Originally rising from the ashes of Sneak Preview, the band regrouped and christenedthemselves King’s X, and gained many fans, one of which was Pearl Jam’s Jeff Ament, who has credited King’s X with inventing grunge. Regardless of whether you agree or disagree, the impact that the group has had is known by few outside of the music world.
The live release Gretchen Goes to London, now available on DVD through Molken Music, is a perfect way to introduce the band exhibiting their signature raw sound. The footage was taped at The Astoria in May of 1990, right at the moment when the group started to gain some commercial success. Little did they know that only a year later they would be opening for AC/DC. Gretchen Goes to London captures the essence of the legendary group quite well, even if the sound mix could use a little adjustment here and there. Video-wise, it’s a treat to watch the band rip through their set, especially staples such as “Over My Head” and “Summerland” (that’s the solo that cements Ty Tabor as one of the most underrated guitarists ever).
If you’re not familiar with King’s X, you should be, and Gretchen Goes to London is an excellent place to start. –JW
The Black Keys: Live At The Crystal Ballroom
2008 found the now well-established Black Keys in Portland, Oregon, for an energetic stand at the Crystal Ballroom.
Couldn’t be there? This DVD comes about as close as possible, without all the friendly audience elbows. Live performance video has come a long way with the prodding of people like producer and director Lance Bangs (REM’s Road Movie). Sound and image quality are of course top notch, but the camera work is what really brings this raucous show in to your living room. For a relatively cozy venue, the sweeping shots and close up stage film keep you on stage with the band, with choice glimpses of Dan Auerbach’s plethora of old, crusty gear including an oversized Silvertone 1454 with a Bigsby, a vintage Marshall Super Lead and even a song on a Rhodes Electric Piano. Onstage banter between the crowd and the band is nonexistent as the Keys concentrate on a strong performance of an equally strong set of songs. The sound quality of this live recording further showcases the Black Keys now familiar combination of fuzz, rhythm, and memorable lyrics.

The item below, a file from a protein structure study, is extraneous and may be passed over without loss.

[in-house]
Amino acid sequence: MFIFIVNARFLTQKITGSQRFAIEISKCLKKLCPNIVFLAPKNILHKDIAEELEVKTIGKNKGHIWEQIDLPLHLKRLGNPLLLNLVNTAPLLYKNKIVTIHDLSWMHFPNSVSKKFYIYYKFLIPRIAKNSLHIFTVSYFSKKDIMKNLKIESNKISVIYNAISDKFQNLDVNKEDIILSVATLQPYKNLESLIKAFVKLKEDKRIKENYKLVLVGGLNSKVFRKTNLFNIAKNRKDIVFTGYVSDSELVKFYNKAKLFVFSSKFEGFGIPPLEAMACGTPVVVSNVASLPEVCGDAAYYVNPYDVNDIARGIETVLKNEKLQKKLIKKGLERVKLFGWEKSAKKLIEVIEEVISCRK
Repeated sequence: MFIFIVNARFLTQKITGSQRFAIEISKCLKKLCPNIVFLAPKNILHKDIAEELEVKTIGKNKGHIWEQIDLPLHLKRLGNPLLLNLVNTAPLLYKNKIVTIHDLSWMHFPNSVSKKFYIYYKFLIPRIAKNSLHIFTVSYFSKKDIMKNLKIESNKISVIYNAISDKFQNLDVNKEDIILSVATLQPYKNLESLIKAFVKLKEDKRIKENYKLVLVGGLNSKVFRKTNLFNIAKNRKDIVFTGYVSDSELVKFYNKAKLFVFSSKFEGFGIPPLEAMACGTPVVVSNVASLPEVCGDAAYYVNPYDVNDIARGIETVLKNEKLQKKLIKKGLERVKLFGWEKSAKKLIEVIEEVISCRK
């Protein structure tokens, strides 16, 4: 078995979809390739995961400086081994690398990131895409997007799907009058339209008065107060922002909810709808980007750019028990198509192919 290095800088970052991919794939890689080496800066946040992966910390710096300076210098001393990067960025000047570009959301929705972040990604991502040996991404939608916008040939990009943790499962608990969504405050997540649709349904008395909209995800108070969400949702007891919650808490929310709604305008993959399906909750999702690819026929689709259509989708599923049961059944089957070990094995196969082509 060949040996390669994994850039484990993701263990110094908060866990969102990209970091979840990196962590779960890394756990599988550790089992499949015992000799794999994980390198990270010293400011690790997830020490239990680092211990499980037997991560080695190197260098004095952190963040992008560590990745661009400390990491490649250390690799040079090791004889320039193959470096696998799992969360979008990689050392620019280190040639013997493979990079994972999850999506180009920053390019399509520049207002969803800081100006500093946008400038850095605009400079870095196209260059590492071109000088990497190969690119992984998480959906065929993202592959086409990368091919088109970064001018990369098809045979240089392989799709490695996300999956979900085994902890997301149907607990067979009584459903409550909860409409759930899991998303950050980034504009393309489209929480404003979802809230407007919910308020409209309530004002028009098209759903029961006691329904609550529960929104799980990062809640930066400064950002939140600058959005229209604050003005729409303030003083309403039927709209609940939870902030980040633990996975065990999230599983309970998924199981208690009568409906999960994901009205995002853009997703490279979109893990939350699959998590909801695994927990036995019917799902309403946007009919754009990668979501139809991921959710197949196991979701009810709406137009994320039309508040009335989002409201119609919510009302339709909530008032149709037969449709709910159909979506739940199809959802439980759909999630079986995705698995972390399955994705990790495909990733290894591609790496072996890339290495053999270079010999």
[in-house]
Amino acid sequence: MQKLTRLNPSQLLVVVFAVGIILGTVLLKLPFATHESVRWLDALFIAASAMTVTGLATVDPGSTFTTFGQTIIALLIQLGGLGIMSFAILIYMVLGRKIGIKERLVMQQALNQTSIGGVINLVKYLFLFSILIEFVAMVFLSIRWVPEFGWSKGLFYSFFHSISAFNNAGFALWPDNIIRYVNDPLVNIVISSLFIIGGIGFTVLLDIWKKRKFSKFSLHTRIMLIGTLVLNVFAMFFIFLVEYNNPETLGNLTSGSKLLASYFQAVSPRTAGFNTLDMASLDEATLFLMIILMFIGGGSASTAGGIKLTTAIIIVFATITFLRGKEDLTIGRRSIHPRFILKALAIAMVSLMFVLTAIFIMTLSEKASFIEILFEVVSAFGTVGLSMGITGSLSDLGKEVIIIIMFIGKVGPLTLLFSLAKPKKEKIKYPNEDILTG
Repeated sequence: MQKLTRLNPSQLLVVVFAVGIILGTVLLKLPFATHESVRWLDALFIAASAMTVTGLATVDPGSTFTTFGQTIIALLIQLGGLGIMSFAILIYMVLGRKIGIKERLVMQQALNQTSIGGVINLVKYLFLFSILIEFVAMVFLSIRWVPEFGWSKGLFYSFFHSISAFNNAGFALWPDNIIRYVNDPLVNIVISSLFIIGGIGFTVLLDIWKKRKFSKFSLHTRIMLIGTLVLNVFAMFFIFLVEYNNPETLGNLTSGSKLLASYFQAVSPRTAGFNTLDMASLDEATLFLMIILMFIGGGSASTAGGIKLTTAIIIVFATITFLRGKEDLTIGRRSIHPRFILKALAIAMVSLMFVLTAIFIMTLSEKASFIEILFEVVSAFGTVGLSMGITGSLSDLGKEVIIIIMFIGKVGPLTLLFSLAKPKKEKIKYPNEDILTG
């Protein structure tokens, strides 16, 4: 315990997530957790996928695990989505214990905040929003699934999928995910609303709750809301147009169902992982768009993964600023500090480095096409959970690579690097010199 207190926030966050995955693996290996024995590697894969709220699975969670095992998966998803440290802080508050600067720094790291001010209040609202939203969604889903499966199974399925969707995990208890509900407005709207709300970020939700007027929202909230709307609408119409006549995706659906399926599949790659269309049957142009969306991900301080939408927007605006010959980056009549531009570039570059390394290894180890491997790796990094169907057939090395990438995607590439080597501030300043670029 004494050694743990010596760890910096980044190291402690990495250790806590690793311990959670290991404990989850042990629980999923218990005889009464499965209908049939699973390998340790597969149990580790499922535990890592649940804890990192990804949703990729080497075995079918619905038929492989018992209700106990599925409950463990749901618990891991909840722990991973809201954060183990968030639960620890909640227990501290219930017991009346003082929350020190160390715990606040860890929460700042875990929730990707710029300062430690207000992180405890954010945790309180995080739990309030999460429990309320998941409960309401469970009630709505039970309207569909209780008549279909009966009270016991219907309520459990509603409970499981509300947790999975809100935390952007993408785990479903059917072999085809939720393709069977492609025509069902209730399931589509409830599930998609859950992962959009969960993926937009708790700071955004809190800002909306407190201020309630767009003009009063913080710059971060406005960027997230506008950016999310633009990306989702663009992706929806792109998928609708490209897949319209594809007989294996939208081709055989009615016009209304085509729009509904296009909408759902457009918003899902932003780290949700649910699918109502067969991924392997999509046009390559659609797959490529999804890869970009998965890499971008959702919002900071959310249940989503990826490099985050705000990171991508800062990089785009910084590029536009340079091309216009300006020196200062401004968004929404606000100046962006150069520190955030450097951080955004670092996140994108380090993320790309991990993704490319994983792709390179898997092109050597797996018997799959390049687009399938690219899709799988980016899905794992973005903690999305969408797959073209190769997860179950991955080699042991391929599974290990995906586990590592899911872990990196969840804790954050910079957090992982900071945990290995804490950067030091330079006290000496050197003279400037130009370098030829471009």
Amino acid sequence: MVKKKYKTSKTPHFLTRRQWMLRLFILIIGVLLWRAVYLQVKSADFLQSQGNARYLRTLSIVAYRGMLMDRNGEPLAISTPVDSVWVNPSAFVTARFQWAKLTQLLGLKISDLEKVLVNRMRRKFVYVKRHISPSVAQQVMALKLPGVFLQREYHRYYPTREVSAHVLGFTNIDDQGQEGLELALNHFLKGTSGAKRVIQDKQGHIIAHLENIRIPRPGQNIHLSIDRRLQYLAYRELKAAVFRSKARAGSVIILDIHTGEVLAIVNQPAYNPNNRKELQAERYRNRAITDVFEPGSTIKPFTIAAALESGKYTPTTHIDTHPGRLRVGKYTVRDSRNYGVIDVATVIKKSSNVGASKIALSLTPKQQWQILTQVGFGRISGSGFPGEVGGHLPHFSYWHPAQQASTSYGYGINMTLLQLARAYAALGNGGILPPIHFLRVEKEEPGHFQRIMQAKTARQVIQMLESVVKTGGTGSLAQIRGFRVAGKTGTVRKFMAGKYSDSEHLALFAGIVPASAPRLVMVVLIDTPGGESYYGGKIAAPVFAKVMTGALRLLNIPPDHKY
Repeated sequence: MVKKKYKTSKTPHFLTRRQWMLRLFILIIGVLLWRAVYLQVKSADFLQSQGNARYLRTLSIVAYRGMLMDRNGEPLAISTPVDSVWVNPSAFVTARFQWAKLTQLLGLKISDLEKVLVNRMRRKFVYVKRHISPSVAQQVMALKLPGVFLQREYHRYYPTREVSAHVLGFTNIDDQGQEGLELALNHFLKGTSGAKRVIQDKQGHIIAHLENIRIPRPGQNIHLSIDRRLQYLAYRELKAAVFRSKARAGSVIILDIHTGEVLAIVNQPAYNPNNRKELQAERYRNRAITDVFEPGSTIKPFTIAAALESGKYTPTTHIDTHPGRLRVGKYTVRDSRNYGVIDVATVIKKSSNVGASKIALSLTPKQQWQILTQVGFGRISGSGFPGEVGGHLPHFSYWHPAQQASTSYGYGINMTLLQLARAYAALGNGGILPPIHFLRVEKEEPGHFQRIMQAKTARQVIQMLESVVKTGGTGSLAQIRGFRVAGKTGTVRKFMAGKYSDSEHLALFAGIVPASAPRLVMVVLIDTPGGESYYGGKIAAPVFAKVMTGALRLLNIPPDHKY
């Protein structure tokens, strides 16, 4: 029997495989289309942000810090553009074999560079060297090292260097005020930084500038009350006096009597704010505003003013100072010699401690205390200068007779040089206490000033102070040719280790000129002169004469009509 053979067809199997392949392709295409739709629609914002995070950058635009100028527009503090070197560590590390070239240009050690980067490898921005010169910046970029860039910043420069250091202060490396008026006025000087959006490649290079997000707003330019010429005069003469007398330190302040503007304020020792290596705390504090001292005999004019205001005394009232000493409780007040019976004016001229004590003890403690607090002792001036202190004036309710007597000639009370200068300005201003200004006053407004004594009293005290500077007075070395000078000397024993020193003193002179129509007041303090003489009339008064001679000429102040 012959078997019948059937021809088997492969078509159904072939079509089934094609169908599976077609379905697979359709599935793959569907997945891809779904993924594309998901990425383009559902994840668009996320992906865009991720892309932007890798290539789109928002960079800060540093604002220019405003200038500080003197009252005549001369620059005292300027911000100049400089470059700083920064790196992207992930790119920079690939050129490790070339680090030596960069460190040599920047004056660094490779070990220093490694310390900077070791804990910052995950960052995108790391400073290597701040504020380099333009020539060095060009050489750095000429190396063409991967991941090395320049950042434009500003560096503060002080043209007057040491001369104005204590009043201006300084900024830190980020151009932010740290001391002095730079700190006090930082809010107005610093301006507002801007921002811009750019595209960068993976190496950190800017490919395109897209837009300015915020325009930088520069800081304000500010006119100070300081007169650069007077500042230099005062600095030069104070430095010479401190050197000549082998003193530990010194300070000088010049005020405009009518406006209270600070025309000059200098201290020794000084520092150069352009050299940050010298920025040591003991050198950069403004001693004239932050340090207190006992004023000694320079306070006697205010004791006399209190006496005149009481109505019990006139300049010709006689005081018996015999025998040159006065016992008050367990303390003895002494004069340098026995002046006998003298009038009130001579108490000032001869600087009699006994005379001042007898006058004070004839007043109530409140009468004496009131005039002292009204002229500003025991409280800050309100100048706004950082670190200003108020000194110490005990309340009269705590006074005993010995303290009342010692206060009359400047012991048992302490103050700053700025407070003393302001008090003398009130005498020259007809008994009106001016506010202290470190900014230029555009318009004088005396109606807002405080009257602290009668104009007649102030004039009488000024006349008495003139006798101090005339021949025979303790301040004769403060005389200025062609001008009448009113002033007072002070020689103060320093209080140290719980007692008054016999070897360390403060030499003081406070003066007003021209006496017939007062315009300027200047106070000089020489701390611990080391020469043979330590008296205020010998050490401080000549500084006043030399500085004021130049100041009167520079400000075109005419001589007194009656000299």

While this is only the second live DVD released by the band, fans can pick from a number of critically acclaimed EPs and albums.
The disk includes 17 live songs from the Black Keys’ successful discography as well as behind-the-scenes segments on the making of the Black Keys’ fifth album Attack & Release and the making of their notable “Your Touch” video. The original music videos for “Your Touch,” “Just Got to Be” and “Strange Times” are also included. –BO
Solo Jazz Guitar: Through Chord- Melody & Beyond
This topic has been covered by many books, but few as comprehensive as this one, written by the venerable Howard Morgen. At almost 200 pages this is a pretty thick book, just as solo guitar is a deep topic. I think of books like this as a tool box from which you can take the tools you want as you need them. The best feature of this book is that rather than useless songs based on standard changes that you won’t ever play, Morgen gives you 11 real standards including classics like “‘Round Midnight,” “Li’l Darlin’,” and “My Funny Valentine.” That means once you work your butt off learning this stuff, you can actually go out on a gig and play them—that’s a biggie.
Each song is dissected then reassembled, and some of the tunes have several versions to illustrate different aspects of the illustrated techniques. This is great as you get to see how an arrangement is constructed, so you can move on to creating your own arrangements using the tools in the book. The book has 14 chapters which go into fair depth on topics like inner moving voices, two note comping, key selection, walking bass lines, and chord substitution. Morgen at least touches on all you need to know to start getting your solo style happening. Further he has a large list of other books he recommends to get into particular aspects of this style. A CD of the examples is included. Howard has been a guitar teacher and writer for a long time and his experience really shines in this work. Highly recommended! –PS